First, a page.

14 Ct. Cust. 280

United States v. Imperial Wall Paper Co.

(No. 2744)1

*281United States Court of Customs Appeals,

November 19, 1926

Charles D. Lawrence, Assistant Attorney General (Oscar Igstaedter and Jerome 0. Clifford, special attornes-'s, of counsel), for the United States.

Walden & Webster (Edward F. Jordan of counsel) for appellee.

[Oral argument October 29, 1926, by Mr. Igstaedter and Mr. Jordanl

Before Graham, Presiding Judge, and Smith, Barber, Bland, and Hatfield, Associate Judges

Bland, Judge,

delivered the opinion of the court:

The appraiser, in his special report, states as follows:

The merchandise in question is described on the invoice as pontisse de laine poudre and was, on examination, found to be wool ground into powder, to be used in the making of wall paper, and in the opinion of this office, not flocks as covered by paragraph 1105. It was accordingly returned for duty as a manufacture of wool not specially provided for at 50% under paragraph 1119 of the act of 1922. Sample forwarded to the Board of G. A.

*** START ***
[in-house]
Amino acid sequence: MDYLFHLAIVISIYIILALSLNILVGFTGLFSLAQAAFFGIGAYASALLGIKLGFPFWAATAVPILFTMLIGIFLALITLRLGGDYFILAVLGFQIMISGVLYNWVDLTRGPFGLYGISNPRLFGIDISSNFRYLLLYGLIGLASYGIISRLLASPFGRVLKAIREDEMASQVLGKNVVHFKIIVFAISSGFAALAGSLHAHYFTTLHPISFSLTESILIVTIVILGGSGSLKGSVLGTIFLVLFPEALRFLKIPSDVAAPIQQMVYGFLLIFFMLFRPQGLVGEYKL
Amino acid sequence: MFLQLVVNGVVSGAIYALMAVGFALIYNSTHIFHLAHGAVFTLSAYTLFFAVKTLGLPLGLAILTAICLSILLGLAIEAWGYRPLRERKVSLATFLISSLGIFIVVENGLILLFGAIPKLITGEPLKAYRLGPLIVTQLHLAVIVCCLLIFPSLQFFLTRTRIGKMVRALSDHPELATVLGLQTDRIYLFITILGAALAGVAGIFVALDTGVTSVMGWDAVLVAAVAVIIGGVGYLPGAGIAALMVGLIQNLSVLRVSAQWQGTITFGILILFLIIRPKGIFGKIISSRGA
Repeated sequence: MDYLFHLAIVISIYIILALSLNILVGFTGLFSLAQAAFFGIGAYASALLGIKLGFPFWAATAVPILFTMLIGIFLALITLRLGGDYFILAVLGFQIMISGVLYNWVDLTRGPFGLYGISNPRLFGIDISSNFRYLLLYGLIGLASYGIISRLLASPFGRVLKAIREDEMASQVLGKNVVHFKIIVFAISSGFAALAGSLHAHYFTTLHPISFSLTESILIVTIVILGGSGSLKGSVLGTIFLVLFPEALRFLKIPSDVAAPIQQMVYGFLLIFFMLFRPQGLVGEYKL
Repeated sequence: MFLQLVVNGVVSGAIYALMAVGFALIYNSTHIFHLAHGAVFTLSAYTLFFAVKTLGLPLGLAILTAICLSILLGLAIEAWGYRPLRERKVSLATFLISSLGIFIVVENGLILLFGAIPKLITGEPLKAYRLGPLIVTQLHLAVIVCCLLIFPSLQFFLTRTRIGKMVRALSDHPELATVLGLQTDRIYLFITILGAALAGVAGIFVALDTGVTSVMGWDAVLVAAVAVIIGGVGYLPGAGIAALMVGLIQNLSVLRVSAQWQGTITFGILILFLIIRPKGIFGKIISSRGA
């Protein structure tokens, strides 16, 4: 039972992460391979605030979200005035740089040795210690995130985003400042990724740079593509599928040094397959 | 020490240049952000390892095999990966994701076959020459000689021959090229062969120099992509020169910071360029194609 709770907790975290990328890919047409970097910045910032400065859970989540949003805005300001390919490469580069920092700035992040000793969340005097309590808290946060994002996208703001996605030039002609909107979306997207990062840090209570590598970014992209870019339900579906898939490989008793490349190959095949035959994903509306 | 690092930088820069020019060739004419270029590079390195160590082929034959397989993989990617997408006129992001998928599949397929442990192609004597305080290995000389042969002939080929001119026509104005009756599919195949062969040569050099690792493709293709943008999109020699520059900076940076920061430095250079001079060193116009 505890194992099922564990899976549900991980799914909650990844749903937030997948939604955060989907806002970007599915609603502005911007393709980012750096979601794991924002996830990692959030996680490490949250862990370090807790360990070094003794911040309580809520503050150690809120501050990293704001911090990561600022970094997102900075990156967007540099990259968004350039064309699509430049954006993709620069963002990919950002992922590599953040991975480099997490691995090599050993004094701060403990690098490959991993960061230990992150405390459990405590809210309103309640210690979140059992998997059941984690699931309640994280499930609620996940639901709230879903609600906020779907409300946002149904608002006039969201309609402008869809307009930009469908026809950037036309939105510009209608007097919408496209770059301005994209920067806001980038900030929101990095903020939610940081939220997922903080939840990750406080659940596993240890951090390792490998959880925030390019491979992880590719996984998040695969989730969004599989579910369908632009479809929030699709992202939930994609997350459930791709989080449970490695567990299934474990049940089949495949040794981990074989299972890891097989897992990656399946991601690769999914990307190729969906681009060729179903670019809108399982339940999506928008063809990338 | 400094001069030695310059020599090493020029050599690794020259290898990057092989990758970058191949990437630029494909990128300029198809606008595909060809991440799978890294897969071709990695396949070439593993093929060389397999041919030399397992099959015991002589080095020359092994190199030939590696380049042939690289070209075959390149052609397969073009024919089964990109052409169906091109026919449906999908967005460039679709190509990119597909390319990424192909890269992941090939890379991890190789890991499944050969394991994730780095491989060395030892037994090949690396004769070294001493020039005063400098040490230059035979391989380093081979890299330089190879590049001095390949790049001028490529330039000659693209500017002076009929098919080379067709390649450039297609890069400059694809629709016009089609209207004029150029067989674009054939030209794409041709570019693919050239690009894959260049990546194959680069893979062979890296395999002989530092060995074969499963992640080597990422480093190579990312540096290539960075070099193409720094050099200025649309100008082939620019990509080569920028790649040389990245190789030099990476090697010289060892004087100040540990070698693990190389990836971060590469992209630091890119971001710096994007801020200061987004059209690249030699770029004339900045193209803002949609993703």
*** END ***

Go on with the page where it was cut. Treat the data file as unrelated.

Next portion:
The importation was returned by the local appraiser as a manufacture of wool not specially provided for, and assessed for duty at 50 per centum ad valorem under the provisions of paragraph 1119 of the Tariff Act of 1922. The importer protested the classification and claimed it to be dutiable at 7% cents per pound as “flocks,” under paragraph 1105, which reads as follows:

Top waste, slubbing waste, roving waste, and ring waste, 31 cents per pound; garnetted waste, 24 cents per pound; noils, carbonized, 24 cents per pound; noils, not carbonized, 19 cents per pound; thread or yarn waste, and all other wool wastes not specially provided for, 16 cents per pound; shoddy, and wool extract, 16 cents per pound; mungo, woolen rags, and flocks, cents per pound. Wastes of the hair of the Angora goat, Cashmere goat, alpaca, and other like animals shall be dutiable at the rates provided for similar types of wool wastes.